Many people rely on technology to solve environmental problems all over the world. This can be attributed to an almost universal reluctance to deal with the social and political changes that would be necessary to reduce production and consumption. This poses the most important question: Can Technological change reduce the impact of economic development sufficiently to ensure that other types of change will not be necessary to reach a fully sustainable world.
A fully sustainable world by the implementation of new technologies. Is this even possible at all? I believe it is not. At least, not by the hand of technology. The notion that technology could solely provide the change we need is based on the idea that a continual economic growth on our finite world is possible with new technologies. Although these might provide alternative solutions to short term problems, on the long run, technology will only help us to use what we have left in the most efficient manner available to our disposal.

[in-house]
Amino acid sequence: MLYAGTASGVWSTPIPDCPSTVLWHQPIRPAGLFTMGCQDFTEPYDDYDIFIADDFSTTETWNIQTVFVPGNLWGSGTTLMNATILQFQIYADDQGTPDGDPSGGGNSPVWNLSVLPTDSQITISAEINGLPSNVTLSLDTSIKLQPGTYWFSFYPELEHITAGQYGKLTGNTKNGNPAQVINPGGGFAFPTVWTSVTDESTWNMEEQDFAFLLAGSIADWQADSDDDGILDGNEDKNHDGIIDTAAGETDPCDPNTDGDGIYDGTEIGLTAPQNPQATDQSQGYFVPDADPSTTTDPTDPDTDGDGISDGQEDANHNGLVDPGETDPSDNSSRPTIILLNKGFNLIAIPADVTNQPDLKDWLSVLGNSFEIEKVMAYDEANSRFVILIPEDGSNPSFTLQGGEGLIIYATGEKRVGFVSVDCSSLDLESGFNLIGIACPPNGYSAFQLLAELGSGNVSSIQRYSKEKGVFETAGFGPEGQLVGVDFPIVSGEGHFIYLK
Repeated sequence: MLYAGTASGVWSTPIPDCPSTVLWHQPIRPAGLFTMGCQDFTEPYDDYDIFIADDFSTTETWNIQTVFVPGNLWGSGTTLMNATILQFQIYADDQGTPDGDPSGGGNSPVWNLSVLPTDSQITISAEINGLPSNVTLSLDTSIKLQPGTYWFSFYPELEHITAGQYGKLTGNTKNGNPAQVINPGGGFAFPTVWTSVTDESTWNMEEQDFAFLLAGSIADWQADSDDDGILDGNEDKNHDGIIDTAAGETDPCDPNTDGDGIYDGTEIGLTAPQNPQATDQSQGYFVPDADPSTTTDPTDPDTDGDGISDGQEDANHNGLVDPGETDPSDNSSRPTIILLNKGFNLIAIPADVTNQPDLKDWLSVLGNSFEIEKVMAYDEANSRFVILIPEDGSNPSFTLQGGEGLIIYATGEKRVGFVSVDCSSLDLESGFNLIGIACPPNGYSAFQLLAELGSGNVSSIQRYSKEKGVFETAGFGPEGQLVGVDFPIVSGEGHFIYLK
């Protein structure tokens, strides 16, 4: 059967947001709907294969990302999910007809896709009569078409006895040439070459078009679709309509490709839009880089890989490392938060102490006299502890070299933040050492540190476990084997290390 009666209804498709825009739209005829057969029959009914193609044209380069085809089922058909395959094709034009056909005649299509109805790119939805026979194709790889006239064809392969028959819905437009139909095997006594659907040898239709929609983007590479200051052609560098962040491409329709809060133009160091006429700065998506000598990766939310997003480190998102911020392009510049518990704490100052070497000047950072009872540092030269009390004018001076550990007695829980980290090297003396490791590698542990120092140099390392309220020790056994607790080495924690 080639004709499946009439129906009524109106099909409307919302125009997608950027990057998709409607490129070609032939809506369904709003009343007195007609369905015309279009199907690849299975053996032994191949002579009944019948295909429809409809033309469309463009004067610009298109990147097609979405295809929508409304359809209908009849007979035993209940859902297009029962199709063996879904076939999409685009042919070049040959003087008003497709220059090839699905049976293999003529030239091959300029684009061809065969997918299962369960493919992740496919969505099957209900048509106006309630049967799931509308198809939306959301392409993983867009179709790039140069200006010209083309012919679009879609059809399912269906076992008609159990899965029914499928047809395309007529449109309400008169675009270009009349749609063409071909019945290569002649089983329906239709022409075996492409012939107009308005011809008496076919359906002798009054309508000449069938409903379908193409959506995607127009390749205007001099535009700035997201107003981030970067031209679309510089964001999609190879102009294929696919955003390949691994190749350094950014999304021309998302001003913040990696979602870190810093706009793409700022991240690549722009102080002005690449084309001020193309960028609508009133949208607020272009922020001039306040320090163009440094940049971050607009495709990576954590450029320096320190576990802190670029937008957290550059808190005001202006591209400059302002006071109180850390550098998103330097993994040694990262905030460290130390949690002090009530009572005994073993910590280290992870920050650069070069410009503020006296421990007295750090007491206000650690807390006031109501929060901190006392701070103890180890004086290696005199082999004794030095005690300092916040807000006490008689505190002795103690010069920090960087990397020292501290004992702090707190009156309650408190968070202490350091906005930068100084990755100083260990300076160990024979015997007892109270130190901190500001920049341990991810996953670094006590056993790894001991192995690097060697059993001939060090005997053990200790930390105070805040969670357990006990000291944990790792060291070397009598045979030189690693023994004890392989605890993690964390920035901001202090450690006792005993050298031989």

This idea in itself is not sustainable in any way. It does not resolve the problem of exhausting limited resources. One way people think we could be remotely "sustainable" whilst exhausting these limited resources by only using technological change, would be if we can limit the use to such an extent that we find an alternative for the nearly depleted resource, and this resource has the time to regenerate sufficiently before its alternative is nearly depleted. Here, the next problem arises. Once a resource is depleted it is pretty hard to actually regerate the resource. Think about trees. Would forests quickly regenerate from one tree? No. Wood for example, would only become a sustainable resource if it would grow back as fast as we use it.